A Reading of
John J. Conley, S.J.
THE RECEPTION OF VERITATIS SPLENDOR has been a curious affair. For months preceding publication of the encyclical, the popular media insisted that two issues would be prominent. First, the key topic would be contraception. Second, the pope would define the Church's doctrine on contraception as infallibly proposed. Newsweek's account of the letter was typical: “The Pope intends … an expansion of infallibility…The Pope's goal is to demonstrate that all forms of moral reasoning theologians use to justify contraception are unacceptable.”1 When the Vatican released the document on October 5, 1993, the press was clearly perplexed. The encyclical makes no mention of infallibility. It cites contraception once, and then brusquely, in its 40,000 words. Certain journalists, such as Peter Steinfels of The New York Times, implausibly attempted to claim that infallibility and contraception were the hidden “subtext” of the encyclical.2 The majority of journalists simply evinced their bafflement before the letter's opening biblical meditation and the lengthy discussion of proportionalism. The quick disappearance of the document from popular discussion indicates how thoroughly the text stumped the press, avid for a sex-and-power shoot-out.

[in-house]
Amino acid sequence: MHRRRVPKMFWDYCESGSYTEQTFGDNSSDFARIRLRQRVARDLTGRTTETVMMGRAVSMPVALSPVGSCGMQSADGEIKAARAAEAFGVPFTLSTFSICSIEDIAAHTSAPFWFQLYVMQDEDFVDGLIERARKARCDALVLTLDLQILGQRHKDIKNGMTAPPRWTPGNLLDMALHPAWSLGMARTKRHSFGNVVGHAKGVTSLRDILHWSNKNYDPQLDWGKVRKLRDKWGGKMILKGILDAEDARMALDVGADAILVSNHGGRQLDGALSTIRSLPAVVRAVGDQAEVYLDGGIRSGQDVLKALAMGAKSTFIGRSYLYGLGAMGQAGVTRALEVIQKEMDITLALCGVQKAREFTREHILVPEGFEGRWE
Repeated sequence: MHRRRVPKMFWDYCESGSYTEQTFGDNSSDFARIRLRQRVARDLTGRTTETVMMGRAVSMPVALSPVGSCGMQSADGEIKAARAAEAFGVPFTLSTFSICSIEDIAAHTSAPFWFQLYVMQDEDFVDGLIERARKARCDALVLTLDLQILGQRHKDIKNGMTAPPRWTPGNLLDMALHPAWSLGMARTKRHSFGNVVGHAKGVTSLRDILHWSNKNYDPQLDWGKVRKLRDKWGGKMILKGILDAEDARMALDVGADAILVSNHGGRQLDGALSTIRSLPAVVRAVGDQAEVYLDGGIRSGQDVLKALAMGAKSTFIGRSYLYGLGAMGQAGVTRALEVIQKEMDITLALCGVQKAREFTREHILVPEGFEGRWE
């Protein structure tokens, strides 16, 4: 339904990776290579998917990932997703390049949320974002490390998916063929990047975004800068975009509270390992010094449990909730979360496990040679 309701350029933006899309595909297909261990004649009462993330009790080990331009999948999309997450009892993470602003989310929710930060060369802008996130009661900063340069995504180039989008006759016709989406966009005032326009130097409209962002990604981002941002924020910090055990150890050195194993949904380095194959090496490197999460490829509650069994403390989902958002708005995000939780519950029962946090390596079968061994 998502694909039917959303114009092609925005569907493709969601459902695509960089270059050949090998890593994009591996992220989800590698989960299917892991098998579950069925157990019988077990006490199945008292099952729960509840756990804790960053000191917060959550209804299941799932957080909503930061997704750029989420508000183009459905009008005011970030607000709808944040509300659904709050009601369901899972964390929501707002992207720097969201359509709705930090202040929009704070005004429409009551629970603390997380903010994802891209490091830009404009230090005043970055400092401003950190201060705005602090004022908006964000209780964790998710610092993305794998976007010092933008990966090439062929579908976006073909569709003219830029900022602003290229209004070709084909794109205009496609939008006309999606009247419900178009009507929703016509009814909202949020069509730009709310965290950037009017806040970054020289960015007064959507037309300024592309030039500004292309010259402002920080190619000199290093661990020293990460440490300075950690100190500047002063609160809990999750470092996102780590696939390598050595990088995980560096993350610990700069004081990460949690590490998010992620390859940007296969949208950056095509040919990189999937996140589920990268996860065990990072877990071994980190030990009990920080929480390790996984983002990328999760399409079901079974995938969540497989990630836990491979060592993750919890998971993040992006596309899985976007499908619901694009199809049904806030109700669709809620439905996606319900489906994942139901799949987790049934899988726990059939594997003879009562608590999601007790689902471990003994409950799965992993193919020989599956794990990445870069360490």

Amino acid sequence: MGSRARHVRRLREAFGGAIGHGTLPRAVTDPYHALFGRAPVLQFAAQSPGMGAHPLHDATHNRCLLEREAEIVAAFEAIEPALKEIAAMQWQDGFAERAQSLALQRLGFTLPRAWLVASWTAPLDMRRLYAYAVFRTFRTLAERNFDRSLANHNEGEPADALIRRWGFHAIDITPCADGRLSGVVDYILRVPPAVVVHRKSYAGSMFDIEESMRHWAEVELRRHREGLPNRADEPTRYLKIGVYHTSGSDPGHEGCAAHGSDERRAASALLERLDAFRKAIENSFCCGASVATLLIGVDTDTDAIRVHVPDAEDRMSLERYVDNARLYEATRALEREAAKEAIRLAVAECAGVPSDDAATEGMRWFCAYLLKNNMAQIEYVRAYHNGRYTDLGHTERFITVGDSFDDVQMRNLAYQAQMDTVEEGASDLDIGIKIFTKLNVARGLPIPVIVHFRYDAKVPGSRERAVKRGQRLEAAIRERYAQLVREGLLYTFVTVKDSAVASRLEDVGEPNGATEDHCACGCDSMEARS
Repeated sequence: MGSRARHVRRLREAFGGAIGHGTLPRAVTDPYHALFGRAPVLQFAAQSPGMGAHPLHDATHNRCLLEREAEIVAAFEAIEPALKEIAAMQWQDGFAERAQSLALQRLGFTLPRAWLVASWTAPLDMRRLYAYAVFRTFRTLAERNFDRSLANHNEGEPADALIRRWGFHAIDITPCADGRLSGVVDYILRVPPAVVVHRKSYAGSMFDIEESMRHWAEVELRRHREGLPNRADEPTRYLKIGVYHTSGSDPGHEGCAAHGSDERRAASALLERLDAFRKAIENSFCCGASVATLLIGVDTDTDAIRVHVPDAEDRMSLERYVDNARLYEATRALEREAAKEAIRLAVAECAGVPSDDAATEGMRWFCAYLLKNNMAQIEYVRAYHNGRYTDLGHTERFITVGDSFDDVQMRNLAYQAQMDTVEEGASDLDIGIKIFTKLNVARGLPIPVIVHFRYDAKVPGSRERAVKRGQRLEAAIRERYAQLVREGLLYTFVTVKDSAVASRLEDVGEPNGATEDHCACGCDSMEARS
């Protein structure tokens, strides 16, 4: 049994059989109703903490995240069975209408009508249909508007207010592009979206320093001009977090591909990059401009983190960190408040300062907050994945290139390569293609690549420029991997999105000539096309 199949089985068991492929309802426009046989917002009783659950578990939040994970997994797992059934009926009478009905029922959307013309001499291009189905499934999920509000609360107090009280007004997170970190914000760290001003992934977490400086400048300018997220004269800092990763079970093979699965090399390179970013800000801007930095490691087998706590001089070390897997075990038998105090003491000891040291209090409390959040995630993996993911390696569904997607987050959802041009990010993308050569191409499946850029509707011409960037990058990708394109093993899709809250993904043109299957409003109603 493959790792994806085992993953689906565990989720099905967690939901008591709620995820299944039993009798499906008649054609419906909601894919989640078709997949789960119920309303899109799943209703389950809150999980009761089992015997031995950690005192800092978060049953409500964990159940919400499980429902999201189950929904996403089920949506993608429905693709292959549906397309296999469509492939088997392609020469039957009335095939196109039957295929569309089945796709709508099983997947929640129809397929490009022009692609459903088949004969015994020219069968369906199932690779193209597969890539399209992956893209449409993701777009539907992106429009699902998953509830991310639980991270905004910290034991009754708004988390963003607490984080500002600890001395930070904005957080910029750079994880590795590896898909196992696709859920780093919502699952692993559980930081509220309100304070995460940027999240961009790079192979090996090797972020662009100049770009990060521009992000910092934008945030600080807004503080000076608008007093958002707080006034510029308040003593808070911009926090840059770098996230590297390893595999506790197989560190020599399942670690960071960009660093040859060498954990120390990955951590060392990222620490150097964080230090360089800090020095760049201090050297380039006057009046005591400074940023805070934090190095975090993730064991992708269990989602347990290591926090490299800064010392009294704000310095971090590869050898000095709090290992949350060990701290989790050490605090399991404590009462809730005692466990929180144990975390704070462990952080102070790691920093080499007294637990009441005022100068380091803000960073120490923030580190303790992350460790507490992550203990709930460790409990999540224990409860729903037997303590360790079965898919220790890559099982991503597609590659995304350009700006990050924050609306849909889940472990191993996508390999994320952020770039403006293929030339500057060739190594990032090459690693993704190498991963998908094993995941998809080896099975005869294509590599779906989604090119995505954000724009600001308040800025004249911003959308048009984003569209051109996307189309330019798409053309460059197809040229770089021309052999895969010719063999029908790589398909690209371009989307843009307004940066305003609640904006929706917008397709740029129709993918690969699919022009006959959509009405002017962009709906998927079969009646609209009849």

The reception of Veritatis Splendor by the academy was more
1 Rod Norland, “Next, A Tougher Stand on Birth Control,” Newsweek (Aug. 23, 1993): 58.
2 See Peter Steinfels, “A New Encyclical,” The New York Times (Oct. 6, 1993): Al.